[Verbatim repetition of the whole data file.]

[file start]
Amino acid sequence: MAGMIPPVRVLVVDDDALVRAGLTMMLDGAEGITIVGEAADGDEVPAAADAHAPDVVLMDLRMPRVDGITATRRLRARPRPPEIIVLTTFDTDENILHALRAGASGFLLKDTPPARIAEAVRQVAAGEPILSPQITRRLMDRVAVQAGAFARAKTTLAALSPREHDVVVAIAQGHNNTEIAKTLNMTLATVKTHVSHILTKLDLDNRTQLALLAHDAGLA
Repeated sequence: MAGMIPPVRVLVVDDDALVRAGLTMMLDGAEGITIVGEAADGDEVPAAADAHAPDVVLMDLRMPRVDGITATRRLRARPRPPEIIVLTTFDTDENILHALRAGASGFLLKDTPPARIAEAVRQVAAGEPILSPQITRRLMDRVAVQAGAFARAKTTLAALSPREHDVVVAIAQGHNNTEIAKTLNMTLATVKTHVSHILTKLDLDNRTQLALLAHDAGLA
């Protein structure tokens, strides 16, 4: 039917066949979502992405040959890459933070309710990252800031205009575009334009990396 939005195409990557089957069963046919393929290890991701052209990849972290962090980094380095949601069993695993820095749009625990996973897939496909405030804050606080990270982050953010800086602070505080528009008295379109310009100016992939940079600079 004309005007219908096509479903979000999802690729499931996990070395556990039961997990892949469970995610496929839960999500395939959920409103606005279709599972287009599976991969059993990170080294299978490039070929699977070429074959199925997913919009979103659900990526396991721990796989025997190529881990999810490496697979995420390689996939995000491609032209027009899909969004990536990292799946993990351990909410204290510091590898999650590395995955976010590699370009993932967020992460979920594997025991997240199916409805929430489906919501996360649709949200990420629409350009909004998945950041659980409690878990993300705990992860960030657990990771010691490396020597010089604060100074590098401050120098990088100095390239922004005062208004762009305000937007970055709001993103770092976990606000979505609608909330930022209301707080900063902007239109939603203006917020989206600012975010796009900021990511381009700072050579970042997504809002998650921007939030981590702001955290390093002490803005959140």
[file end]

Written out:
Amino acid sequence: MAGMIPPVRVLVVDDDALVRAGLTMMLDGAEGITIVGEAADGDEVPAAADAHAPDVVLMDLRMPRVDGITATRRLRARPRPPEIIVLTTFDTDENILHALRAGASGFLLKDTPPARIAEAVRQVAAGEPILSPQITRRLMDRVAVQAGAFARAKTTLAALSPREHDVVVAIAQGHNNTEIAKTLNMTLATVKTHVSHILTKLDLDNRTQLALLAHDAGLA
Repeated sequence: MAGMIPPVRVLVVDDDALVRAGLTMMLDGAEGITIVGEAADGDEVPAAADAHAPDVVLMDLRMPRVDGITATRRLRARPRPPEIIVLTTFDTDENILHALRAGASGFLLKDTPPARIAEAVRQVAAGEPILSPQITRRLMDRVAVQAGAFARAKTTLAALSPREHDVVVAIAQGHNNTEIAKTLNMTLATVKTHVSHILTKLDLDNRTQLALLAHDAGLA
């Protein structure tokens, strides 16, 4: 039917066949979502992405040959890459933070309710990252800031205009575009334009990396 939005195409990557089957069963046919393929290890991701052209990849972290962090980094380095949601069993695993820095749009625990996973897939496909405030804050606080990270982050953010800086602070505080528009008295379109310009100016992939940079600079 004309005007219908096509479903979000999802690729499931996990070395556990039961997990892949469970995610496929839960999500395939959920409103606005279709599972287009599976991969059993990170080294299978490039070929699977070429074959199925997913919009979103659900990526396991721990796989025997190529881990999810490496697979995420390689996939995000491609032209027009899909969004990536990292799946993990351990909410204290510091590898999650590395995955976010590699370009993932967020992460979920594997025991997240199916409805929430489906919501996360649709949200990420629409350009909004998945950041659980409690878990993300705990992860960030657990990771010691490396020597010089604060100074590098401050120098990088100095390239922004005062208004762009305000937007970055709001993103770092976990606000979505609608909330930022209301707080900063902007239109939603203006917020989206600012975010796009900021990511381009700072050579970042997504809002998650921007939030981590702001955290390093002490803005959140």